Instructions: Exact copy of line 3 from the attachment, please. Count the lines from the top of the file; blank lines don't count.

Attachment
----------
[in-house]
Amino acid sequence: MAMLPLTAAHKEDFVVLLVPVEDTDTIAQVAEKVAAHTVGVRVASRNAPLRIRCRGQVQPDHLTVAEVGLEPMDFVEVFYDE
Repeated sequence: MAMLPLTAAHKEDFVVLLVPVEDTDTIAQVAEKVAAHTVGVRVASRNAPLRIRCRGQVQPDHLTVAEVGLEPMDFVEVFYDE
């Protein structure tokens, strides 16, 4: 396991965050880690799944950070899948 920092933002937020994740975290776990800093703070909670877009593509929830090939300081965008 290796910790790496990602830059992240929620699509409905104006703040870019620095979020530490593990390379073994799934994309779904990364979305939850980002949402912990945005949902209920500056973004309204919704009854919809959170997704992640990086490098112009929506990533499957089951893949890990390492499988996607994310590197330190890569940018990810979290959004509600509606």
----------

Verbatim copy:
Repeated sequence: MAMLPLTAAHKEDFVVLLVPVEDTDTIAQVAEKVAAHTVGVRVASRNAPLRIRCRGQVQPDHLTVAEVGLEPMDFVEVFYDE